Review: 'You Came Back', Christopher Coake

Christopher Coake

You Came Back Grand Central Publishing

Coake tells the story of Mark Fife, a man who survived unspeakable grief only to rediscover it years later when the owner of his old house tells him it is being haunted by his dead child. Mark is an intellectual and not one to believe in ghosts, but his beliefs are called into question when his ex-wife with whom he had the ghost-child accepts the return of her lost son as real.

The dead child serves as the book's antagonist; his reappearance, whether real or imagined, leads to Mark's undoing. By the middle of the book, it's hard not to resent the kid as well as his father. Mark's rose-colored take on his former life as husband and father leaves him blind to any goodness in the world he's created in the years post-death.

Coake's characters, especially Mark, are almost too realistically flawed. It's difficult to want to read about a main character who relentlessly hurts those who love him, but the plot is strong enough to carry you through till the end. The creepier sections of the book are tastefully done, so you don't feel like you're reading a Goosebumps novel; some passages might make a few hairs stand on end.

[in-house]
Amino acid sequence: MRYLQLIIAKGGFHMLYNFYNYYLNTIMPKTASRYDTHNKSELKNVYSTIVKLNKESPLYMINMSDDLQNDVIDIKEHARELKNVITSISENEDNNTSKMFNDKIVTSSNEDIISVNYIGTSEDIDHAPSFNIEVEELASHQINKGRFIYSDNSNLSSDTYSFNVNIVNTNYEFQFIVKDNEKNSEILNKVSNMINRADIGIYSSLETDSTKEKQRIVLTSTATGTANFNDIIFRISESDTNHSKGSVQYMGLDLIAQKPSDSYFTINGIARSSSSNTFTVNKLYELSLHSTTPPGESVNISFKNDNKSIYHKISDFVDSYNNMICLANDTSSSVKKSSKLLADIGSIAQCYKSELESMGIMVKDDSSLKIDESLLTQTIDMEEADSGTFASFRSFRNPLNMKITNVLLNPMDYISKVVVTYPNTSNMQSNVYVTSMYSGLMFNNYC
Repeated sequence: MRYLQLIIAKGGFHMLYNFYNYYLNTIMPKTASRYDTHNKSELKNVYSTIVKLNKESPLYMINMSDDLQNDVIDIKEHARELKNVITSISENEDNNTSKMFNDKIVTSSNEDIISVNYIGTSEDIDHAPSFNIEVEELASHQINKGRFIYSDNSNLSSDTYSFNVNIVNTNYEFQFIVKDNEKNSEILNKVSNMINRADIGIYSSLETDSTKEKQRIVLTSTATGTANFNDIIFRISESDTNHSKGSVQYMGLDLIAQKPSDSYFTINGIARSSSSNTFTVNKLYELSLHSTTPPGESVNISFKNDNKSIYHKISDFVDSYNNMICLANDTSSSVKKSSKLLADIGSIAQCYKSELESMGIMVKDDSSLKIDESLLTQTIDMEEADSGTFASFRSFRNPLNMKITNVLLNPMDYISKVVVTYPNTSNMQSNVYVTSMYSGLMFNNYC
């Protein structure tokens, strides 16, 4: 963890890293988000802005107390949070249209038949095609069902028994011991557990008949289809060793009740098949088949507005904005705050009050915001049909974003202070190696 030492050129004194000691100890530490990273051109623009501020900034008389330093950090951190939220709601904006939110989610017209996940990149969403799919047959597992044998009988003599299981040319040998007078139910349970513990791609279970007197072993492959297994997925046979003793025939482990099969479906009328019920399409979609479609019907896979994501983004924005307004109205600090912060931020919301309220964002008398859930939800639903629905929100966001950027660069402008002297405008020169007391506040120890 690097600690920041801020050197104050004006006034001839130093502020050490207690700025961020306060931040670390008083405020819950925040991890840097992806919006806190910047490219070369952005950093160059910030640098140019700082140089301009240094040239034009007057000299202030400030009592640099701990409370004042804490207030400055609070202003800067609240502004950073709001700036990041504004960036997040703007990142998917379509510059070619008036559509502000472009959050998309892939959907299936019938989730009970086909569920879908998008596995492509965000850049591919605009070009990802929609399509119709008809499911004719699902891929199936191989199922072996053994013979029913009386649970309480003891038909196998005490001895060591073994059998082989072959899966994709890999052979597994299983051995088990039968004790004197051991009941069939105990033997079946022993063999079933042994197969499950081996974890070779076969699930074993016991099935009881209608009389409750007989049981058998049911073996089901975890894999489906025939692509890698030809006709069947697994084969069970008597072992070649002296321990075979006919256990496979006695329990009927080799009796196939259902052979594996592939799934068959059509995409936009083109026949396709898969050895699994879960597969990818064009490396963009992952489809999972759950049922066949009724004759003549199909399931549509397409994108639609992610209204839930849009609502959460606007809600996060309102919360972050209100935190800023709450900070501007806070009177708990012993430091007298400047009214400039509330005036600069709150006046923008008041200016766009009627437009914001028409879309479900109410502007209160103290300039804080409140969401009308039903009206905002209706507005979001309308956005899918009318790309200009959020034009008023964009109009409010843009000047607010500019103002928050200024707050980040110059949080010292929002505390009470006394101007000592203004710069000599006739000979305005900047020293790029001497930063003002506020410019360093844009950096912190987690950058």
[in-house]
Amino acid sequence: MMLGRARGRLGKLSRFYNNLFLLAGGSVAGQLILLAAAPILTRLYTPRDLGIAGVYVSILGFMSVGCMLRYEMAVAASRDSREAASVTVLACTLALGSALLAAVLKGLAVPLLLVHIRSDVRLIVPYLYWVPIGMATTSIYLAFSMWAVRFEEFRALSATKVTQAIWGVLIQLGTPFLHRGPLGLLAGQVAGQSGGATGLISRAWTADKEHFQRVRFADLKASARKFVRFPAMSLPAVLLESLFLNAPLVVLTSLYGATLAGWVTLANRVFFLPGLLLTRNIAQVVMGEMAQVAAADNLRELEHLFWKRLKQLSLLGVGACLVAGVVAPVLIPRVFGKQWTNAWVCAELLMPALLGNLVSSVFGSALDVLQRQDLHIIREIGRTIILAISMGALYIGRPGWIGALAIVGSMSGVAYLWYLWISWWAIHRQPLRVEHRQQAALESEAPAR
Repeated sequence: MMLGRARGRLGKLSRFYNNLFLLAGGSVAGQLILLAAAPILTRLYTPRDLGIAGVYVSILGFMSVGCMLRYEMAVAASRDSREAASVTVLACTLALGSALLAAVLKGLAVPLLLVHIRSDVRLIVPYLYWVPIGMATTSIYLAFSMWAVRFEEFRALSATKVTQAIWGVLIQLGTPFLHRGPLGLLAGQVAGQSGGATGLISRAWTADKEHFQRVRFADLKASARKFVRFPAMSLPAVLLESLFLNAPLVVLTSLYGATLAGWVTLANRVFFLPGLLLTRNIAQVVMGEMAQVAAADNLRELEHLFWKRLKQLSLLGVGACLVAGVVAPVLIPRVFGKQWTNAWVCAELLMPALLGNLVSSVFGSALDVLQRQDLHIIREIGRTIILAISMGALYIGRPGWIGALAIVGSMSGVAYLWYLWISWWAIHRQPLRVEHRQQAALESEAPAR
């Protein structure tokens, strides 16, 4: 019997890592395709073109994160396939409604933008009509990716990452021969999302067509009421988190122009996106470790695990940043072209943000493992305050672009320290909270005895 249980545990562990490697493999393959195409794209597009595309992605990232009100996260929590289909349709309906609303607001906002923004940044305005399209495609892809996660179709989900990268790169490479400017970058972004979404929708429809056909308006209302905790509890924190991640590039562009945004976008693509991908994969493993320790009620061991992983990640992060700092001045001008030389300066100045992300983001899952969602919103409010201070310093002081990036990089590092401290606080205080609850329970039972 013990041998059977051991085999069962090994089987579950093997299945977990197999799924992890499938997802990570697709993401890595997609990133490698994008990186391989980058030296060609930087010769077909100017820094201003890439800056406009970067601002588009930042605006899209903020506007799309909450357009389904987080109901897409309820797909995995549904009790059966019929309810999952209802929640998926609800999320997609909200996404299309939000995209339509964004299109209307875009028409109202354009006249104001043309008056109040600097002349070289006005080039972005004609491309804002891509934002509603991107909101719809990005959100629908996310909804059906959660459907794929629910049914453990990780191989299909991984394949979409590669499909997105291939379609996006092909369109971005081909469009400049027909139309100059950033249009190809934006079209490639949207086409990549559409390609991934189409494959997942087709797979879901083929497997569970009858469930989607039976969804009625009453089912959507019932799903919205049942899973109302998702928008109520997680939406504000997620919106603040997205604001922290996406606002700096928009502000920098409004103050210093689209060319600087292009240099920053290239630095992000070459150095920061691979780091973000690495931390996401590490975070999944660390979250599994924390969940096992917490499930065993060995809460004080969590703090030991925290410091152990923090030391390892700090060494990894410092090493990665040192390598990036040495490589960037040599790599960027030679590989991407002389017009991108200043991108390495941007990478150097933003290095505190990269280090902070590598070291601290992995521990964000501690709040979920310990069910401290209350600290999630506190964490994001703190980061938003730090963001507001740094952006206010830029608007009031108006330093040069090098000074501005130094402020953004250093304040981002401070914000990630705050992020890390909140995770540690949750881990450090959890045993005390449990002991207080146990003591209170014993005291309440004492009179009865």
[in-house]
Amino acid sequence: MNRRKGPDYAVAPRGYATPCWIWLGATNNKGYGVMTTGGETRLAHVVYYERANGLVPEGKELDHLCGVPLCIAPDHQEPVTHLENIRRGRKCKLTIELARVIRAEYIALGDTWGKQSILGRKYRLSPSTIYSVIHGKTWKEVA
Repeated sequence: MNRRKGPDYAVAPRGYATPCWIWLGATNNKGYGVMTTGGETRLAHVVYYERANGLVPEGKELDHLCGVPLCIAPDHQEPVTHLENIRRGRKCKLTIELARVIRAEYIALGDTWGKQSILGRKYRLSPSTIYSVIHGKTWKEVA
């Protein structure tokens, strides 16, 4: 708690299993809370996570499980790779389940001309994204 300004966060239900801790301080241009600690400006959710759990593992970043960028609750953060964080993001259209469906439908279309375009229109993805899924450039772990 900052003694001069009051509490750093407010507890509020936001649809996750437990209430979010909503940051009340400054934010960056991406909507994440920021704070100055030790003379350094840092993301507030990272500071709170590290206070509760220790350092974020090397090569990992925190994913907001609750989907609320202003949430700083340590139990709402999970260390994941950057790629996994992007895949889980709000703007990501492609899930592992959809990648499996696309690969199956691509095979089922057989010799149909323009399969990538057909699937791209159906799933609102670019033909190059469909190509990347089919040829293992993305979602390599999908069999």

In the end, You Came Back is an intriguing page-turner that would translate well to the big screen. Indianapolis natives will recognize an accurately rendered Butler University in a few scenes, but most of the story takes place in Ohio. This is the first full-length novel by Coake, a native Hoosier who received his MFA in fiction from Ohio State University. He also has an award-winning collection of short stories called We're In Trouble, and he comes endorsed by Nick Hornby, the author of High Fidelity and Fever Pitch. —Emma Faesi

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